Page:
Young childvendor at Vaitele street

By Ilia L Likou ,

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SUPPORTING FAMILY: Young John from Vaitele Fou.

SUPPORTING FAMILY: Young John from Vaitele Fou.

Ten-year old, John of Vaitele Fou is one of a growing number of child vendors in Samoa.

Providing for his family by selling brooms is his daily routine.

 “My mother’s salary is not enough… I love selling these brooms and coconuts, I have been doing it since I was young.” he said.

“Yesterday, I earned $10 from selling brooms…I want to help my family… that’s why I do this,  “I’m not sure about my future…but…this helps my family to survive… because most of the time we don’t have enough food to eat,

John told Samoa Observer that he was sent by her mother to sell goods for money.

“I’ve told my mother a number of times that I wanted to go back to school like others but she told me to stay home,

 “I started (as child vendor) when I was four…five years old.

John dropped out of school when he was in Year 3. Earlier this month, the International Labour Organisation (I.L.O) said it was serious about helping Samoa address the issue.

National Coordinator in Samoa, Tomasi Peni, said law reform is a vital part of the solution.

According to Mr. Peni, there is currently no specific legislation stopping child vendors from working at night time in Samoa, with existing legislature only preventing it during school hours. Other legislature did not apply to child vendors as it does not consider the street “a formal place of work,” Mr. Peni said.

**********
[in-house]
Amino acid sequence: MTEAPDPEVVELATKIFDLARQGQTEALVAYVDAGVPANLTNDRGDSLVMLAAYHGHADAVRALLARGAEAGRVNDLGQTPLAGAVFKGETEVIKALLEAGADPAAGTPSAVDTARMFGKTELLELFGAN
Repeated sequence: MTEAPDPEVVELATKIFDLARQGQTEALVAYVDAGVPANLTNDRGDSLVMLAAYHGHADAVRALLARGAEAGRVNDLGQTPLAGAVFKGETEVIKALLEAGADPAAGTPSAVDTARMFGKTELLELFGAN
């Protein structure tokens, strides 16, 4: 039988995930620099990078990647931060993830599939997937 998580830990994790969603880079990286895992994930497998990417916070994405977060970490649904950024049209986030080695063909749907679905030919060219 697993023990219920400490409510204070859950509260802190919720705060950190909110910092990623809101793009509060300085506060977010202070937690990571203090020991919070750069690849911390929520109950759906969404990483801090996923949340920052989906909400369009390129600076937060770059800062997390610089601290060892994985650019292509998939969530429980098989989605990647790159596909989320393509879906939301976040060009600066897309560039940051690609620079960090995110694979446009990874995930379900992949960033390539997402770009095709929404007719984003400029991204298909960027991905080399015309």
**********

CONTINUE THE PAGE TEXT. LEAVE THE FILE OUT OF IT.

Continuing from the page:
“The country needs to work together, especially the ministries and [social organisations] that deal with child labour,” he said. “What they need to do is look at the gaps [in legislation] and see where they can work together to include the street vendors in legislation.”

He said young children were working into the late hours of the night on the streets of Apia, selling various things.

That exposed them to a variety of dangerous activities as well, with some children stealing.

Mr. Peni said the street vendor issue would take some time to solve, but government intervention was important.

In the meantime, the community and social organisations throughout the country had an important role to play in ensuring children weren’t working as street vendors, he said. “What we want to see in the next course of action is for the social partners [I.L.O is working with] to take action.” Mr. Peni urged parents to put a stop to their kids working as child vendors. “I think it’s time they take the issue seriously.”

© Samoa Observer 2016

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